If difficult financial circumstances from your past are still haunting you in the form of a low credit score, you’re not alone. It has been estimated that 31% of Americans have a “subprime” credit score of lower than 670. A subprime score is used to identify consumers who may have difficulty paying back their loans. Even though some lenders will work with subprime borrowers, if you have a score in the subprime range, you may be limited from obtaining credit.
The good news is that your credit score is an ever-evolving metric that you can change. It will take perseverance on your part, but the sooner you get started, the sooner you will see your credit score begin to swing in the right direction. Here are five tips to help improve your credit score.
Pay Your Bills On Time
One of the things lenders are most interested in when they check your credit is whether you have a history of making your debt payments on time — including your mortgage, HELOC, and credit cards. If they see no late payments on your credit report, they are more likely to believe you will pay them on time, too. That’s why payment history is the factor that most affects your credit score.
If you have a history of making late payments, they can stay on your credit report for up to seven years, although the effects on your credit score lessen over time. Recent late payments are weighted more heavily than older ones.
If you are currently late on any payments, get them caught up as soon as possible and commit to paying them on time each month going forward. Set up auto pay and calendar reminders to check that the bank made your withdrawals on time and you are current on all your bills.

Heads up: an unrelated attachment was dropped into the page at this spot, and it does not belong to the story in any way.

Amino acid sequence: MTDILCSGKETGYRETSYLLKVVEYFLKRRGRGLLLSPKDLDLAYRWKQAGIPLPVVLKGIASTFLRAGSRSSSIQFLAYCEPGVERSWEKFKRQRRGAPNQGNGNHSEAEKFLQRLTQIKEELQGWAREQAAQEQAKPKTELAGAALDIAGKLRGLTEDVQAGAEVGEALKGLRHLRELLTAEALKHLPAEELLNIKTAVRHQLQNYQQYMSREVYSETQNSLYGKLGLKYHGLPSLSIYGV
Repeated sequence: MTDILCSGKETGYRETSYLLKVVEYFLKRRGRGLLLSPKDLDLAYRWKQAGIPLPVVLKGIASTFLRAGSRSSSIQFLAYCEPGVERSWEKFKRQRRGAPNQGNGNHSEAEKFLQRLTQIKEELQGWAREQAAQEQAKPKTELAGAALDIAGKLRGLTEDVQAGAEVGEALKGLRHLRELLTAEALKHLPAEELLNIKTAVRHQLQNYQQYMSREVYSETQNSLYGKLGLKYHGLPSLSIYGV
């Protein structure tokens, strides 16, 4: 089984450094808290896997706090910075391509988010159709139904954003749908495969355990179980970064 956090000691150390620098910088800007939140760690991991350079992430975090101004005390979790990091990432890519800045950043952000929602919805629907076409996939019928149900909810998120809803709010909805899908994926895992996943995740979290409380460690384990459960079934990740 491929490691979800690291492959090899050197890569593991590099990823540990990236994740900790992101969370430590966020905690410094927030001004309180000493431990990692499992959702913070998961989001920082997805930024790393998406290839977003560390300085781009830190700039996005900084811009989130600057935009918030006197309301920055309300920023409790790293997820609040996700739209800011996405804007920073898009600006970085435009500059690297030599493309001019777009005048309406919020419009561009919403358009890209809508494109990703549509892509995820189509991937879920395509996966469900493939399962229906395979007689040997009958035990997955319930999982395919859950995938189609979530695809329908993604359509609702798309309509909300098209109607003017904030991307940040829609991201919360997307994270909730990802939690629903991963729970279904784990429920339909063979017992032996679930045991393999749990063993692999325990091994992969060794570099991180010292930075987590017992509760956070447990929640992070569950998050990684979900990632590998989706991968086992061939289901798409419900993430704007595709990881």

Add Utilities & Rent to Your Credit Report
You may think that making all your payments on time will surely help improve your credit score, but that isn’t always the case. The truth is that lenders will only see the payment history that creditors report to the credit bureaus, both positive and negative.
Many types of payments do not get reported unless you request they get added to your report, including utilities, phone, and rent. The reason many of these go unreported is that creditors have to pay a fee to report them. But when you’re trying to build up your credit history, it is beneficial for these payments to be included.
There are a variety of ways you can go about requesting that your utility and rent payments get added to your credit report.
- Experian Boost is a free opt-in service you can enroll in that will scan your bank account for these specific payment types. Once you verify which data you would like added to your credit file, your FICO score will reflect your utility and telecom payments.
- Rental Kharma and LevelCredit are rent-reporting services that can help you build your credit by putting your on-time rent payments on your credit report.
Pay Off Debt & Keep Low Balances
Your credit utilization ratio is a critical financial health indicator that creditors rely on to determine if they should lend money to you. This ratio is calculated by adding up all your credit balances and dividing it by your total credit limit. So if your current balances are $2,500 and your credit limits are $10,000, your utilization ratio would be 25%.